Do you remember this 1994 Macaulay Culkin movie? I had seen it a long time ago, this is the video game tie-in. It has the guy from Home Alone and when he reads some book he enters this alternate universe and there’s cartoons / he becomes a cartoon. This another classic ’16-bit movie tie-in platformer’- not quite as punishingly heard as some of the Disney ones (the Aladdin game, and the Lion King game, omg…) but it gets up there.

The game trolls you in some epic ways. For example, it might seem useful to grind lives for the last level. You would be wrong. You have effectively one shot to beat the last level. Why? Because at the end of the last level is a long, long path of lethal spikes, and- from all I can ascertain- you are supposed to take one long jump at the spikes, then carefully use I-frames to run that long remainder of the way and you barely have enough. You only have I-frames at all if you have an item to spare, it’s Mario style where power-ups are the only thing shielding you from insta-death. And you res with no power-ups obviously. And there are literally no power-ups present in the level. On the condition that all of these things are true, you can have 99 lives for the last level, it won’t matter- if you die you might as well hit the reset button..

One thing this game has, that I sort of miss, is some screen- could be the ending screen, could be the “I want to stop playing screen”, doing a “while(1);” basically. It stalls forever. Accepts no input. That’s where you just turn off the game.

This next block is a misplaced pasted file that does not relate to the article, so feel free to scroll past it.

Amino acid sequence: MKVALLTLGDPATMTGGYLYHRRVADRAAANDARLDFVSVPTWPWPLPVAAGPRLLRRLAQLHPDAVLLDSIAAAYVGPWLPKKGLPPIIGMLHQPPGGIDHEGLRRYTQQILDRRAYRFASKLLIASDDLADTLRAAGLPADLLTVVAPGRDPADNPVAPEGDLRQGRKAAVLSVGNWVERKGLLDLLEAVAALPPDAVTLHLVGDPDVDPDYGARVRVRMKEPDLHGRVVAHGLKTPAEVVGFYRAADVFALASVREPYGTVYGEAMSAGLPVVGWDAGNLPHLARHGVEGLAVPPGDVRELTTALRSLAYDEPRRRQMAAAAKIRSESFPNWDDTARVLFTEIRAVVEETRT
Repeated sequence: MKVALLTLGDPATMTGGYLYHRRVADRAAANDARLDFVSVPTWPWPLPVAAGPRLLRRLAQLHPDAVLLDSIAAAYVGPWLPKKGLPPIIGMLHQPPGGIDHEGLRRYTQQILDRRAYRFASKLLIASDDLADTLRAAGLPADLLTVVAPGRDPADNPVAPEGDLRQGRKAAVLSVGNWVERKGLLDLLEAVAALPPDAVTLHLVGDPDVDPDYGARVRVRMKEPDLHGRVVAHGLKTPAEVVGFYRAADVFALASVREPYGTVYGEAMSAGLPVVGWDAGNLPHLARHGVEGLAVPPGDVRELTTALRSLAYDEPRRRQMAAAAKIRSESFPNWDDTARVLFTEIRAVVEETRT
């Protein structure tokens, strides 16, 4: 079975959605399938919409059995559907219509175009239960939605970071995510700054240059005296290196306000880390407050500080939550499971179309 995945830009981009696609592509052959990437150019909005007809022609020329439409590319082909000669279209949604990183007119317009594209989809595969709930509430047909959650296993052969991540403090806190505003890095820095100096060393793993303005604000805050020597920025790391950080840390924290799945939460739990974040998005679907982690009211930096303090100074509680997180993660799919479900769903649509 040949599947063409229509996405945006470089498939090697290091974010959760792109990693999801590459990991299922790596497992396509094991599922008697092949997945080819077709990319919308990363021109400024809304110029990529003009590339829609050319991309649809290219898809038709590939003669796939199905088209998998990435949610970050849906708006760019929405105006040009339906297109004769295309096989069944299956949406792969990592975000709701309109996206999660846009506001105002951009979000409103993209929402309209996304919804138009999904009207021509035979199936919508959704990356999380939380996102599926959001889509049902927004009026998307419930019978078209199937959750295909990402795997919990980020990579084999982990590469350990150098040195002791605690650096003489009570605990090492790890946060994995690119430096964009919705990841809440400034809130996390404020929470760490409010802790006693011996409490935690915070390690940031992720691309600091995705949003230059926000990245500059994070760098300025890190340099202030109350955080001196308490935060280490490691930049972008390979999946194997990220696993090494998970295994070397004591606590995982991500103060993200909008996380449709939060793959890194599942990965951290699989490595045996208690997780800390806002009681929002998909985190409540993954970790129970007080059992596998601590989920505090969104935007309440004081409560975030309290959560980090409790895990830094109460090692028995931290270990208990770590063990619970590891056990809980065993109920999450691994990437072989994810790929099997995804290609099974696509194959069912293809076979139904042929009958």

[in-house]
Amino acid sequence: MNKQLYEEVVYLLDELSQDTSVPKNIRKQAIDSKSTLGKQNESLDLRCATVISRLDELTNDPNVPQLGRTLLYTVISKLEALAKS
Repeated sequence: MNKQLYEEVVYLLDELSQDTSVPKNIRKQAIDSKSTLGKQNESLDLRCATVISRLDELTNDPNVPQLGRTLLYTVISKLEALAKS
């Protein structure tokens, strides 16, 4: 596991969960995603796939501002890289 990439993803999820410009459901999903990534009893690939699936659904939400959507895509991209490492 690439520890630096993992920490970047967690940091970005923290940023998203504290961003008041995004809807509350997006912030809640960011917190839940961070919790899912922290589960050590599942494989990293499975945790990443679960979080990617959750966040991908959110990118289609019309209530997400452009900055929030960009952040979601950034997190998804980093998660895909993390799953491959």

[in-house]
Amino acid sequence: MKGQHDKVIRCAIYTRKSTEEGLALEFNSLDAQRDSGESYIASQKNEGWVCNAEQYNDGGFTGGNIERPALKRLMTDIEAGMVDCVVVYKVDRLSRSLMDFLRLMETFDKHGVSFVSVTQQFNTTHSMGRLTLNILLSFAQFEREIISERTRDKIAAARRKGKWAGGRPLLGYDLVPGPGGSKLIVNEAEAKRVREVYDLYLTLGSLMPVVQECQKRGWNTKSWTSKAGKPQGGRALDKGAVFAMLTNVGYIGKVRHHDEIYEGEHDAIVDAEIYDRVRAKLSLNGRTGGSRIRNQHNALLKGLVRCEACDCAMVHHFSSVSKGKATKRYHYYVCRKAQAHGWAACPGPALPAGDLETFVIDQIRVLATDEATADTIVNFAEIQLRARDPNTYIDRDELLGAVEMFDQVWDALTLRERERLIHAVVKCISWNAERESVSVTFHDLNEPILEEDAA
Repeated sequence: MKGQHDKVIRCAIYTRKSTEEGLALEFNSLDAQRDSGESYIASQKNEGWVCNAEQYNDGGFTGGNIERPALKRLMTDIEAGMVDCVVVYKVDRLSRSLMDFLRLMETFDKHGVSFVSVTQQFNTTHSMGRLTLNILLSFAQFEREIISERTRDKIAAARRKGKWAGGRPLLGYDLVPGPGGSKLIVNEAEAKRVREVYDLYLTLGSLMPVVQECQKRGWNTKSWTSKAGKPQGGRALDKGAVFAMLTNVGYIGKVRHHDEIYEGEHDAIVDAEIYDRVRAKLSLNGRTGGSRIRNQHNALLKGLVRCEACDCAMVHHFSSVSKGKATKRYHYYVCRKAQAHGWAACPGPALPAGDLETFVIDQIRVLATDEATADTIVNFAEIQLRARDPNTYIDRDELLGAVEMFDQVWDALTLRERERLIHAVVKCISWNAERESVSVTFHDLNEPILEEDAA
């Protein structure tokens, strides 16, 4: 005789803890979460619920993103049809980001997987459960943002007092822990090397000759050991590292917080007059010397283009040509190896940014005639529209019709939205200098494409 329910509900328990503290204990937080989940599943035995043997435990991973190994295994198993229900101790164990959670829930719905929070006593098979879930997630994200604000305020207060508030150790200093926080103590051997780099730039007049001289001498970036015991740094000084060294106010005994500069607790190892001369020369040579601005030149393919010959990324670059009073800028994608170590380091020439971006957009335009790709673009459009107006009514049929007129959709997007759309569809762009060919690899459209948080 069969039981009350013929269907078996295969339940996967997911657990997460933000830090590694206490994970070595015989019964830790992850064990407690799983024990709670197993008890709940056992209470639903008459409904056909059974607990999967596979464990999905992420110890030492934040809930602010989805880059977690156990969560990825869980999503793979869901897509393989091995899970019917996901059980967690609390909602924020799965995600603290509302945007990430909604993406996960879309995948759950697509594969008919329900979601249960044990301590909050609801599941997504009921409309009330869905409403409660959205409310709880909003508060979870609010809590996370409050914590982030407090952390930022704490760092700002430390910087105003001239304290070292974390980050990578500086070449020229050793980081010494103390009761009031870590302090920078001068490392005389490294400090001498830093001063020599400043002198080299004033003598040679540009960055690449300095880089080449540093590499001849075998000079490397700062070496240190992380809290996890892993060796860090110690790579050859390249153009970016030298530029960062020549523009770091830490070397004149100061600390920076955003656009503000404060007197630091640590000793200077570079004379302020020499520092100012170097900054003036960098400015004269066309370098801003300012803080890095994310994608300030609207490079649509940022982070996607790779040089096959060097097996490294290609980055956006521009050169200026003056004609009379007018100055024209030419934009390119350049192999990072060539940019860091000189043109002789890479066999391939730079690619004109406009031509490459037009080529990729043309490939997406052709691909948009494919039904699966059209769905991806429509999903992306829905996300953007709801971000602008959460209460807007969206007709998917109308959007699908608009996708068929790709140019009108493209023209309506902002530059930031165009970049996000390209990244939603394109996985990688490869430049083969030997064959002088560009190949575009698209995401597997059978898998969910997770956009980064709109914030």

Separate topic, but I really like this type of ending screen with the while(1).

Pagemaster’s ending screen does this. So does Chrono Trigger’s and Super Metroid’s and Super Mario RPG’s and EarthBound’s and Lagoon’s and like every RPG from that era.

An an example besides ending screens, SimCity (SNES) has an option called END. The game stops and it shows a simple animation of a moon sleeping. It will do this forever and you just shut off the console.

That type of ending screen doesn’t modernize super well… You can kill the game process but it just doesn’t have that same “winding down” feeling. I like it because it’s an option I can select when I really do want to stop playing, and there is nothing tempting me to go back and re-enter the game. Most importantly, the static nature of the screen takes me out of it.